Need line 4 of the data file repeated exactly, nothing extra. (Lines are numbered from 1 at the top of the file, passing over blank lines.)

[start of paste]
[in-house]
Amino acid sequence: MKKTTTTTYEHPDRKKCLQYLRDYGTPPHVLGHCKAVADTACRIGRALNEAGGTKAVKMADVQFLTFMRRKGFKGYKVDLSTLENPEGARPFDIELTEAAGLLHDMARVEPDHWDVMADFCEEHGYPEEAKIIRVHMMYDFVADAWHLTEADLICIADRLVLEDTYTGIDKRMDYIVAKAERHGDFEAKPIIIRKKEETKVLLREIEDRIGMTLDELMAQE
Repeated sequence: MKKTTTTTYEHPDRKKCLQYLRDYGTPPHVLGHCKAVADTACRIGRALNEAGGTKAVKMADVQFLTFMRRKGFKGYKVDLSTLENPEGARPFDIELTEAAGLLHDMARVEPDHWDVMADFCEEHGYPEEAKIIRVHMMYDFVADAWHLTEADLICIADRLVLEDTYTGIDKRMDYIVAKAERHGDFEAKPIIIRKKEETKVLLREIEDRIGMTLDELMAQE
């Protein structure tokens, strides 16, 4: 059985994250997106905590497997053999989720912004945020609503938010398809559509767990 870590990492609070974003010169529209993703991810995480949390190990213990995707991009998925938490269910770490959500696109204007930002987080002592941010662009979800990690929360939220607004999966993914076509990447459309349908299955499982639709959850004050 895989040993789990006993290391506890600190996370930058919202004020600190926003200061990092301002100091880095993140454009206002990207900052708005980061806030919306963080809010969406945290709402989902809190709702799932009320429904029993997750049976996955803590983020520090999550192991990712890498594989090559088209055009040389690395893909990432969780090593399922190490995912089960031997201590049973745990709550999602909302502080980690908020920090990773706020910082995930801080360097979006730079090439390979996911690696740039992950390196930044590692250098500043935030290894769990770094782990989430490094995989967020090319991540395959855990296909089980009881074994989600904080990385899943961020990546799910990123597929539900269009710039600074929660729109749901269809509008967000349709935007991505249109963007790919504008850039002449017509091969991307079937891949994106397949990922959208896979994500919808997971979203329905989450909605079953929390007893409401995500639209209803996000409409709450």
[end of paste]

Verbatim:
């Protein structure tokens, strides 16, 4: 059985994250997106905590497997053999989720912004945020609503938010398809559509767990 870590990492609070974003010169529209993703991810995480949390190990213990995707991009998925938490269910770490959500696109204007930002987080002592941010662009979800990690929360939220607004999966993914076509990447459309349908299955499982639709959850004050 895989040993789990006993290391506890600190996370930058919202004020600190926003200061990092301002100091880095993140454009206002990207900052708005980061806030919306963080809010969406945290709402989902809190709702799932009320429904029993997750049976996955803590983020520090999550192991990712890498594989090559088209055009040389690395893909990432969780090593399922190490995912089960031997201590049973745990709550999602909302502080980690908020920090990773706020910082995930801080360097979006730079090439390979996911690696740039992950390196930044590692250098500043935030290894769990770094782990989430490094995989967020090319991540395959855990296909089980009881074994989600904080990385899943961020990546799910990123597929539900269009710039600074929660729109749901269809509008967000349709935007991505249109963007790919504008850039002449017509091969991307079937891949994106397949990922959208896979994500919808997971979203329905989450909605079953929390007893409401995500639209209803996000409409709450």